4 Subsection 126(2) of Part II of Schedule IV to the Regulations is replaced by the following:

(2) Instead of conforming to the requirements of subsection (1), every passenger car, multi-purpose passenger vehicle, truck and bus with a GVWR of 4 536 kg or less, may comply with the requirements set out in Annex 9 of United Nations Regulation No. 13H, Uniform provisions concerning the approval of passenger cars with regard to braking, as amended by any amendment prior to the 01 series of amendments, with the following adaptations:

  • (a) paragraph 3.3.1 of that Annex is to be read as allowing the lateral displacement to only be calculated using the double integration formula;
  • (b) paragraph 3.5.1.1 of that Annex is to be read as requiring that the additional gear reduction be of at least 2.0;
  • (c) paragraph 4.1.1 of that Annex is to be read as requiring the ambient temperature to be between 7°C and 40°C;
  • (d) paragraph 4.2.2.2 of that Annex does not apply; and
  • (e) the tires referred to in paragraph 4.3.3 of that Annex shall be the tires installed on the vehicle before it is sold to the first retail purchaser.

5 Subsection 205(3) of Part III of Schedule IV to the French version of the Regulations is replaced by the following:

(3) Sous réserve des paragraphes (4) à (13), chaque pièce de vitrage destinée à être utilisée dans un véhicule, à l’exception d’une remorque autre qu’une remorque-autobus, doit être conforme aux exigences de la norme de sécurité ANSI Z26 — 1996.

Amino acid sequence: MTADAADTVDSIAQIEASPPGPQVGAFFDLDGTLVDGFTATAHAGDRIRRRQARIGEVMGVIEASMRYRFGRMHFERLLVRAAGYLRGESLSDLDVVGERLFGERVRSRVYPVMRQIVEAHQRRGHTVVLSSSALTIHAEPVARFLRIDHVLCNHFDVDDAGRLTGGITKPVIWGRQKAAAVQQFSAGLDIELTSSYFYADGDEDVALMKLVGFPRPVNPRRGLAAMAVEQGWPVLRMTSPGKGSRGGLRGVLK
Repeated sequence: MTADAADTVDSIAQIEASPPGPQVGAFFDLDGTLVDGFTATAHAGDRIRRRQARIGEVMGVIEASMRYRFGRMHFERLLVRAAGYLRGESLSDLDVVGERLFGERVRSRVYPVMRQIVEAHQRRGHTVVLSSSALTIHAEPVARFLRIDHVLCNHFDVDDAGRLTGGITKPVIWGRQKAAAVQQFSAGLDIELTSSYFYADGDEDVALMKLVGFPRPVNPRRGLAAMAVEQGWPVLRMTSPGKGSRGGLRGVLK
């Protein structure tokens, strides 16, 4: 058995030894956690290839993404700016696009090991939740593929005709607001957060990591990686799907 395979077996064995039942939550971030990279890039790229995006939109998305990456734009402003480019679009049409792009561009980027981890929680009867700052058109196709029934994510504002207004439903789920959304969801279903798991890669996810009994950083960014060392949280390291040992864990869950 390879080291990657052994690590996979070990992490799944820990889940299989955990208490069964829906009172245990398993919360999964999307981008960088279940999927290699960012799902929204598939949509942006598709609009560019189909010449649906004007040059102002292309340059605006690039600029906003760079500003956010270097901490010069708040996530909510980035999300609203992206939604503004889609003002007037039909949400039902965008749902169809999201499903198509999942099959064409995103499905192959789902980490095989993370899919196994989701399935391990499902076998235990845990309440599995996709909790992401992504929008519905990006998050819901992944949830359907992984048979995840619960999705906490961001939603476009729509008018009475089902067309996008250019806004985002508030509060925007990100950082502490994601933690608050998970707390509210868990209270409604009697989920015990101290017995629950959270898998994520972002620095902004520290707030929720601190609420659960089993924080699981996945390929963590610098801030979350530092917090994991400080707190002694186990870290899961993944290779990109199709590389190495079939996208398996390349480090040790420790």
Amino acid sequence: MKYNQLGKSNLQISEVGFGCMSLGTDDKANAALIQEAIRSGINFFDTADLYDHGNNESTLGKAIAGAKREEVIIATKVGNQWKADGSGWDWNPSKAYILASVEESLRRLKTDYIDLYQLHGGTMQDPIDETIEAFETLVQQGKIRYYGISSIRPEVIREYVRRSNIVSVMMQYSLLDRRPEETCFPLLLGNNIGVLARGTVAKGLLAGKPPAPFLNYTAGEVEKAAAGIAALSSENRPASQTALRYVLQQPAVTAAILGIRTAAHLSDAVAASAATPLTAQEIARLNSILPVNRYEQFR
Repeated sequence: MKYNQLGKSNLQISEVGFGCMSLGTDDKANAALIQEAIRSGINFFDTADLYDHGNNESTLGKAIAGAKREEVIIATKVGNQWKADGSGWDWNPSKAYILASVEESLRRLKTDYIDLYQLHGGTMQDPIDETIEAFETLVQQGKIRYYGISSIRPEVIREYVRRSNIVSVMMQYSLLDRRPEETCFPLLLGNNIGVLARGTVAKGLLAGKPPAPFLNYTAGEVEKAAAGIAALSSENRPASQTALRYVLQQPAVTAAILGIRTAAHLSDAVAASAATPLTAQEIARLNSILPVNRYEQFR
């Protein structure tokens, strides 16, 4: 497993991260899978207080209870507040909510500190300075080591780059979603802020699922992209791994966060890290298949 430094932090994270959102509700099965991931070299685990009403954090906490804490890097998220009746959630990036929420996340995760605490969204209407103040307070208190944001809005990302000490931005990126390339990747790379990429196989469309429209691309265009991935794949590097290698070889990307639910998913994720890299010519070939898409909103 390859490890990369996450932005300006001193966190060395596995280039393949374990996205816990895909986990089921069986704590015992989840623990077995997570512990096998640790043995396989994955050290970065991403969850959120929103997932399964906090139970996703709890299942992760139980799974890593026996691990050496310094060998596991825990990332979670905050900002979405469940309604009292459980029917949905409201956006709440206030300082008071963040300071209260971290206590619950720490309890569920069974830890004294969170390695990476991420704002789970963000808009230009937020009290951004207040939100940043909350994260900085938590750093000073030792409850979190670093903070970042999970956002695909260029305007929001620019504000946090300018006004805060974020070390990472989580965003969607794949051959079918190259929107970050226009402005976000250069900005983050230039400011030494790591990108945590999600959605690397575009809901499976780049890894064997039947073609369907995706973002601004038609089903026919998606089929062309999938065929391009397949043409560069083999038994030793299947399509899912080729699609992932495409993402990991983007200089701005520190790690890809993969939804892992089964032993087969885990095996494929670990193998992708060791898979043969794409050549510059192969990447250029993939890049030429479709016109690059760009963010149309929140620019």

6 Paragraph 206(1)(b) of Part III of Schedule IV to the Regulations is replaced by the following:

  • (b) the general requirements, performance requirements and test procedures set out in United Nations Regulation No. 11, Uniform Provisions Concerning the Approval of Vehicles with regard to Door Latches and Door Retention Components (United Nations Regulation No. 11), as amended from time to time by any amendment in the 03 or 04 series of amendments.

7 Subsections 301.3(5) and (6) of Part IV of Schedule IV to the Regulations are replaced by the following:

(5) Instead of complying with subsection (3), a motorcycle that is equipped with a fuel system that uses a fuel with a boiling point of 0°C or higher as a source of energy for its propulsion may meet the requirements of Annex IX of Commission Delegated Regulation (EU) No. 44/2014 of November 21, 2013, supplementing Regulation (EU) No. 168/2013 of the European Parliament and of the Council with regard to the vehicle construction and general requirements for the approval of two- or three-wheeled vehicles and quadricycles, as amended from time to time.

8 The Regulations are amended by replacing “ECE” with “United Nations” in the following provisions:

  • (a) in Part II of Schedule IV,
    • (i) subparagraphs 114(4)(a)(ii) and (iii) and subsections 114(23) and (24), and